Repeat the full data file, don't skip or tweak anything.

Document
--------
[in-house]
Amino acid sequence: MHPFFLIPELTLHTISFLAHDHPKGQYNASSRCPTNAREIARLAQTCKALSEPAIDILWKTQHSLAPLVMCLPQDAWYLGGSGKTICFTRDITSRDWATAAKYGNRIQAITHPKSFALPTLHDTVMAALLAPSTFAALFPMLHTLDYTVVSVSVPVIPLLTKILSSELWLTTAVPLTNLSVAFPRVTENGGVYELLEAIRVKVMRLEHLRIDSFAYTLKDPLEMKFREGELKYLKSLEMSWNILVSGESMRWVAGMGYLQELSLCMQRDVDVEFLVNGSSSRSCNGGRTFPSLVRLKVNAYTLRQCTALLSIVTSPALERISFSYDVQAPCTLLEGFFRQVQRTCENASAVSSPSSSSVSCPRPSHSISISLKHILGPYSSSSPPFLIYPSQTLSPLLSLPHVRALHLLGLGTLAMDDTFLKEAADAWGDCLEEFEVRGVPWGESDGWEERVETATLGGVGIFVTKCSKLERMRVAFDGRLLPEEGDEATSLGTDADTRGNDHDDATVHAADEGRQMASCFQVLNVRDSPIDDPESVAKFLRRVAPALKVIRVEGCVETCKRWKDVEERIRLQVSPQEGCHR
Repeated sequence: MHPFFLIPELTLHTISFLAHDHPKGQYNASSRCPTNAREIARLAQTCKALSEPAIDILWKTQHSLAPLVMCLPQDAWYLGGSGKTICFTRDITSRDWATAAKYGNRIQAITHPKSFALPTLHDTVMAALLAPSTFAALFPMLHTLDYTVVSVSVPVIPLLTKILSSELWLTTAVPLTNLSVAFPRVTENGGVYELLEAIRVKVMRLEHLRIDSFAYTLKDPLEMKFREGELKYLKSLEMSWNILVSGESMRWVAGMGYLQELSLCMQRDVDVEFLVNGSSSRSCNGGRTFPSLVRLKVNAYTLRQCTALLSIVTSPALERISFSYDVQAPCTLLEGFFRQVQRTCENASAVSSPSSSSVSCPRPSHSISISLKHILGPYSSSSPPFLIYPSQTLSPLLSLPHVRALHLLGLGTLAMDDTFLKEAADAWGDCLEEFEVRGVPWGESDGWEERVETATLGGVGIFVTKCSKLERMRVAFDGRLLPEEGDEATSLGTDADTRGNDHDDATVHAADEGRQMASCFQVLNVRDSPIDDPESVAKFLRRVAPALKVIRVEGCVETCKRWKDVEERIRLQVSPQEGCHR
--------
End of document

[in-house]
Amino acid sequence: MHPFFLIPELTLHTISFLAHDHPKGQYNASSRCPTNAREIARLAQTCKALSEPAIDILWKTQHSLAPLVMCLPQDAWYLGGSGKTICFTRDITSRDWATAAKYGNRIQAITHPKSFALPTLHDTVMAALLAPSTFAALFPMLHTLDYTVVSVSVPVIPLLTKILSSELWLTTAVPLTNLSVAFPRVTENGGVYELLEAIRVKVMRLEHLRIDSFAYTLKDPLEMKFREGELKYLKSLEMSWNILVSGESMRWVAGMGYLQELSLCMQRDVDVEFLVNGSSSRSCNGGRTFPSLVRLKVNAYTLRQCTALLSIVTSPALERISFSYDVQAPCTLLEGFFRQVQRTCENASAVSSPSSSSVSCPRPSHSISISLKHILGPYSSSSPPFLIYPSQTLSPLLSLPHVRALHLLGLGTLAMDDTFLKEAADAWGDCLEEFEVRGVPWGESDGWEERVETATLGGVGIFVTKCSKLERMRVAFDGRLLPEEGDEATSLGTDADTRGNDHDDATVHAADEGRQMASCFQVLNVRDSPIDDPESVAKFLRRVAPALKVIRVEGCVETCKRWKDVEERIRLQVSPQEGCHR
Repeated sequence: MHPFFLIPELTLHTISFLAHDHPKGQYNASSRCPTNAREIARLAQTCKALSEPAIDILWKTQHSLAPLVMCLPQDAWYLGGSGKTICFTRDITSRDWATAAKYGNRIQAITHPKSFALPTLHDTVMAALLAPSTFAALFPMLHTLDYTVVSVSVPVIPLLTKILSSELWLTTAVPLTNLSVAFPRVTENGGVYELLEAIRVKVMRLEHLRIDSFAYTLKDPLEMKFREGELKYLKSLEMSWNILVSGESMRWVAGMGYLQELSLCMQRDVDVEFLVNGSSSRSCNGGRTFPSLVRLKVNAYTLRQCTALLSIVTSPALERISFSYDVQAPCTLLEGFFRQVQRTCENASAVSSPSSSSVSCPRPSHSISISLKHILGPYSSSSPPFLIYPSQTLSPLLSLPHVRALHLLGLGTLAMDDTFLKEAADAWGDCLEEFEVRGVPWGESDGWEERVETATLGGVGIFVTKCSKLERMRVAFDGRLLPEEGDEATSLGTDADTRGNDHDDATVHAADEGRQMASCFQVLNVRDSPIDDPESVAKFLRRVAPALKVIRVEGCVETCKRWKDVEERIRLQVSPQEGCHR